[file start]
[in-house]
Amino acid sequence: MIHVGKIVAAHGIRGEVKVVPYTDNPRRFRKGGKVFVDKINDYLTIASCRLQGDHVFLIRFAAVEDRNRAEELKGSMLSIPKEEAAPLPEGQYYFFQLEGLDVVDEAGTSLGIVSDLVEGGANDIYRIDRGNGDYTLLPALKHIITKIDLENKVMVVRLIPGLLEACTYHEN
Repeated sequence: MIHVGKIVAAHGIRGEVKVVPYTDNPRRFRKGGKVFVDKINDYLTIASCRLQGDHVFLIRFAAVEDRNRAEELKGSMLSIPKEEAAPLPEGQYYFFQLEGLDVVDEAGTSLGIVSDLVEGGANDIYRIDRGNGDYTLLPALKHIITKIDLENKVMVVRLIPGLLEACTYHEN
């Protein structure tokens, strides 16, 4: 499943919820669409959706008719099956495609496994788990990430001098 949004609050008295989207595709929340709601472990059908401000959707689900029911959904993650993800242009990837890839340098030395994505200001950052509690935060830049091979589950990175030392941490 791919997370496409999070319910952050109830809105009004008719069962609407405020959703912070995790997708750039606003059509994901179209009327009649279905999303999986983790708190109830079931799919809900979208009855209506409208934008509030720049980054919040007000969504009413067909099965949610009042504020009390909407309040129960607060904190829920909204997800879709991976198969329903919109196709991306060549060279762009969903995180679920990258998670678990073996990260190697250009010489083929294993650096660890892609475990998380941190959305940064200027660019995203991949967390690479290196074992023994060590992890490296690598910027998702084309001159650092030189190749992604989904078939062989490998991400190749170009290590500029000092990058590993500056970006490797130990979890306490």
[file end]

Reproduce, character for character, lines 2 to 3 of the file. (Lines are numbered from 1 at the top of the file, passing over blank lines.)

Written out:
Amino acid sequence: MIHVGKIVAAHGIRGEVKVVPYTDNPRRFRKGGKVFVDKINDYLTIASCRLQGDHVFLIRFAAVEDRNRAEELKGSMLSIPKEEAAPLPEGQYYFFQLEGLDVVDEAGTSLGIVSDLVEGGANDIYRIDRGNGDYTLLPALKHIITKIDLENKVMVVRLIPGLLEACTYHEN
Repeated sequence: MIHVGKIVAAHGIRGEVKVVPYTDNPRRFRKGGKVFVDKINDYLTIASCRLQGDHVFLIRFAAVEDRNRAEELKGSMLSIPKEEAAPLPEGQYYFFQLEGLDVVDEAGTSLGIVSDLVEGGANDIYRIDRGNGDYTLLPALKHIITKIDLENKVMVVRLIPGLLEACTYHEN